“Ouch doc, it hurts even when I smile”

Tooth Sensitivity

Tooth sensitivity is the number one complaint for many patients. If you experience sensitivity when air brushes against your teeth, while drinking or eating something cold like ice cream, or even when rinsing with cold water, then you should read on. Although there are many reasons as to why teeth can have sensitivity, in my clinical experience there are two main reasons.  The common factor in both cases is recession (shortening) of the gum line around the teeth and therefore exposure of the root surface.

The Layers of the Teeth

Our teeth are made up of layers: the top outside layer visible to the eye is called enamel. It is the hardest structure in the body and one of its main functions is the protection of the underlying tooth structures. Enamel does not extend onto the root surfaces of teeth below the gum line. Covering the roots we have another layer called cementum. Unlike enamel, cementum is not structurally durable and is unable to withstand the wear and tear of our daily use. It is therefore protected and covered by the gingiva (gums). The layer directly below enamel and cementum is called dentin. It is less dense than enamel and consists of many tubules (canals). The third layer of the tooth is called the pulp and that is where the nerve and blood supply to the teeth are housed.

In health, dentin has two protective layers: the enamel above the gum line and the gingiva (gum tissue) covering the cementum below the gum line. When recession occurs, the softer, less durable cover of the root — the cementum — is exposed to the oral cavity. Then, as we brush and chew, the cementum is worn away, exposing dentin and all of its tubules. These tubules transfer temperature changes and acidic activity by cavity forming bacteria to the pulp or nerve (center) of the tooth. This mechanism causes sensitivities that would otherwise not be detected by a covered and protected tooth surface.

Why Gums Recede

There are several reasons for the recession of the gum line and exposure of the dentinal tubules to the oral cavity. One reason is the aggressive brushing of teeth with a medium or firm bristled toothbrush. Over time, along with improper brushing technique of scrubbing back and forth, gum tissue becomes damaged and begins to migrate, exposing root surfaces and causing sensitivity.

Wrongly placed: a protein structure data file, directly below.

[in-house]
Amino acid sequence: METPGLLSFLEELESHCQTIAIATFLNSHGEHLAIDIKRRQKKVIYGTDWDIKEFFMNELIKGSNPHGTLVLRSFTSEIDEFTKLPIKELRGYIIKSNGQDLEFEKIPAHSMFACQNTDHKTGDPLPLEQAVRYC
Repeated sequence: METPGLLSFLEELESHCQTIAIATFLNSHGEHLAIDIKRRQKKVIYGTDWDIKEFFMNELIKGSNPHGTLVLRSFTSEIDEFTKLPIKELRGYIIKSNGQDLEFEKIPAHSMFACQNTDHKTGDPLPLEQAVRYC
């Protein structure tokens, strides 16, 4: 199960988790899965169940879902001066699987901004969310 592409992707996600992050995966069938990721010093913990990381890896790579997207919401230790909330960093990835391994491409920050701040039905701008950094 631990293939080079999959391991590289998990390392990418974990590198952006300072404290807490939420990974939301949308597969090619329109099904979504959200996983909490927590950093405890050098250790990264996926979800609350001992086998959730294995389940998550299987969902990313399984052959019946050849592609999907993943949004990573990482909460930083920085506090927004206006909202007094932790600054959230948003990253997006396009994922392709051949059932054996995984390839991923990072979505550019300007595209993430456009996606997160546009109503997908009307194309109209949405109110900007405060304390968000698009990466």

Another common reason for recession is our increased desire for whiter teeth. The market is filled with whitening rinses and pastes of all sorts. Although there is no harm in using these products in moderation, excessive use can be detrimental to the health of your teeth. Most of these types of toothpastes contain more abrasive materials to aid in the removal of stains on teeth and whitening of teeth.

Lastly, as we get older, our teeth not only become crowded, but our gums also recede more. The combination of these factors causes more recession which in turn causes more root surfaces and dentinal tubules to be exposed. So increasing sensitivity in the teeth can also be age related.

Treating Tooth Sensitivity

There are specific products and treatments that can prevent and stop recession and sensitivity. If you are suffering from teeth sensitivity, your dentist might recommend one or a combination of treatments and products. He or she might recommend a desensitizing toothpaste, which contains compounds that help block the tubules usually after about two consecutive weeks of use. If sensitivity continues there are prescription strength desensitizing pastes the can help. In office and home fluoride treatments and specific sealing material can be applied to exposed surfaces to decrease sensitivity. In cases where there are significant areas of gum recession causing sensitivity, your dentist may recommend placing a filling over the exposed sites (bonding) of the root surface. Each treatment is catered and designed to serve the individual patient’s needs.

Consult with the Sacramento Dentistry Group about proper brushing techniques and which tooth brush & tooth paste is best for you. The dental team can best serve you by recognizing the cause of your sensitivity and advising you of the proper treatment. There are many options available and you should not have to suffer from tooth sensitivity.

Sacramento Dentistry
webmaster@sacramentodentistry.com
3 Comments
  • Myra
    Posted at 13:34h, 12 July Reply

    This posted answered my previous question in another one about gum recession, that gum recessions happens more as we age. I’ve noticed that my teeth may go weeks without being sensitive and then be very sensitive for a few days before it disapears again. Is that normal?

  • Jessica (@squareduptweets)
    Posted at 19:26h, 31 July Reply

    Once in a while I get this and it’s not fun. I think I get it from both hot and cold food, mostly in my front teeth. The pain travels way up into my gums and it feels like even my nose hurts! It can last several minutes. But it happens so rarely I don’t know if special toothpaste is warranted. I just have to learn to not bite right into cold foods.
    I never thought that it’s a warning sign of that pesky receding gum issue.

  • Sacramento Dentistry
    Posted at 21:58h, 07 August Reply

    Dr. Steele replies that “sensitivity can be caused by different variables. Gum recession exposes the roots, which aren’t protected by enamel. Whitening agents, either silica or peroxide, can strip away the protein layer protecting the enamel, leading to sensitivity.” If your teeth are often sensitive, a visit to the Sacramento Dentistry Group is recommended for a consultation on potential treatments.

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